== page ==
In a collision, our bodies tend to be thrown forward by inertia so the main objective of the seat belt or harness (from now on we will use one term), is to impede this movement and avoid injury.
The functioning of a seatbelt is complex. In this link we are able to see a timeline of the first few milliseconds of a collision, so that we are able to fully understand how a properly fastened and adjusted seatbelt actually functions. In brief, we can say that a close fitting seatbelt opposes the movement of the body, which in a collision, tends to be thrown forward. Once the pressure exerted by the body passes a certain threshold, the seatbelt gives slightly to prevent injury, which otherwise it might cause to the body.
The device that achieves this is called an “overload”, and it has a simple explanation: if the seatbelt were allowed to continue to exert force on the body, without giving at all, it would cause injury to the human body. If it allows a certain (slight) relaxation of tension, the seatbelt will follow the body it is supporting by a few millimeters, allowing the body to decrease it’s escape speed faster while still protecting the occupant. By understanding this principal, we are able to outline the reasons why a seatbelt must be closely fitted before an accident.
Before explaining this, we should mention the seatbelt pretensioners of which there are many types. Their job is to anticipate an accident and tense up the seatbelt around the body, which they do in milliseconds. Cars that are fitted with this device help to minimize possible injuries. If we inhibit the correct function of the pretensioners, the system doesn’t work as it should.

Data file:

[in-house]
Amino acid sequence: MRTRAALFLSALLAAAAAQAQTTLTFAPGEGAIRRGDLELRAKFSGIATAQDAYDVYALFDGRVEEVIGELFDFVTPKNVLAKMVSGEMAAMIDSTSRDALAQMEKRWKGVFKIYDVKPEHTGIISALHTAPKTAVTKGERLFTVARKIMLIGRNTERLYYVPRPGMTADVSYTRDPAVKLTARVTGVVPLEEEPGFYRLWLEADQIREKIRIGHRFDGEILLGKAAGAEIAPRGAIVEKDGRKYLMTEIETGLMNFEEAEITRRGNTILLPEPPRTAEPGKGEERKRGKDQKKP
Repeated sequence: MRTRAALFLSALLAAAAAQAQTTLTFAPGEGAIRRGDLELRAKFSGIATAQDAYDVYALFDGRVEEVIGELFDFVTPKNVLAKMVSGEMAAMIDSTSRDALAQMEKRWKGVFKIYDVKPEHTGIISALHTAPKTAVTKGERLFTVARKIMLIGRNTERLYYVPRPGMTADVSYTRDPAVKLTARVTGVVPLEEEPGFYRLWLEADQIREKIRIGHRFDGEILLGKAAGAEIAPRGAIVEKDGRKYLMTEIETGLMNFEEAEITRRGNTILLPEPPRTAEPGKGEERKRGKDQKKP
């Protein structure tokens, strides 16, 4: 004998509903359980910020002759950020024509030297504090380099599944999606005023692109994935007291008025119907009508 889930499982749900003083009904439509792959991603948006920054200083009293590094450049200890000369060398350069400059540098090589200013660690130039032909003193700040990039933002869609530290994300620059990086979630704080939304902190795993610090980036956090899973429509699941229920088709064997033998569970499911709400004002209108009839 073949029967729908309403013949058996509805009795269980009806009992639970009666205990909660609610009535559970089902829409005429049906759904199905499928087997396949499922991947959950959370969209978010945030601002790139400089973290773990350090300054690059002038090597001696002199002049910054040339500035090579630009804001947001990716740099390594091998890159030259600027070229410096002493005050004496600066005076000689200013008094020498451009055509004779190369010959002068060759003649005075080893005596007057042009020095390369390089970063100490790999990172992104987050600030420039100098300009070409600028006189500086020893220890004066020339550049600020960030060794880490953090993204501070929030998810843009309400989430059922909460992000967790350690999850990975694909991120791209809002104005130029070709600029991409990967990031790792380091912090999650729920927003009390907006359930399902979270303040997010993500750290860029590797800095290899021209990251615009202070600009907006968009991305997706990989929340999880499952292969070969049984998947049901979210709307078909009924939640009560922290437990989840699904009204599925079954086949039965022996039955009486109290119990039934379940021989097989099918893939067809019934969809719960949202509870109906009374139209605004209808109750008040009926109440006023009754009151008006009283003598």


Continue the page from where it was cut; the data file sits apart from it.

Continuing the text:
If we imagine for that the seatbelt is only loosely fastened before a collision, we can get a hand between the seatbelt and the body for example, or we have pegged one of the belts to keep it loose, or even that the seatbelt is not working properly, the pretensioners will not work correctly in an accident, it would be too slow to react to the movement of the body. This would be counterproductive.
This can happen if our car is not equipped with built-in pretensioners, the gap (although only millimeters), would allow the body of the occupant to move by this amount before the seatbelt exerts any force. This would result in the harness causing injury and not functioning as it was designed to.
The reasons for tightening the seatbelt before setting off are clear: with the seatbelt tightened the pretensioners (if you have them) will perform properly; if the pretensioner works properly, so will the seatbelt and the airbag will fire at the precise moment to minimize the impact. When using a seatbelt with a child seat, keeping the seatbelt tight (when not using an ISOFIX seat), will be of benefit to the support offered by the CRS. In the same way, make sure that the harness is tightly fitted to the child’s body for better protection.
Adjust the seatbelt properly; tight to the body, it only takes a minute, less time than it takes for the engine to warm up. It is a question of safety, which is the most important thing.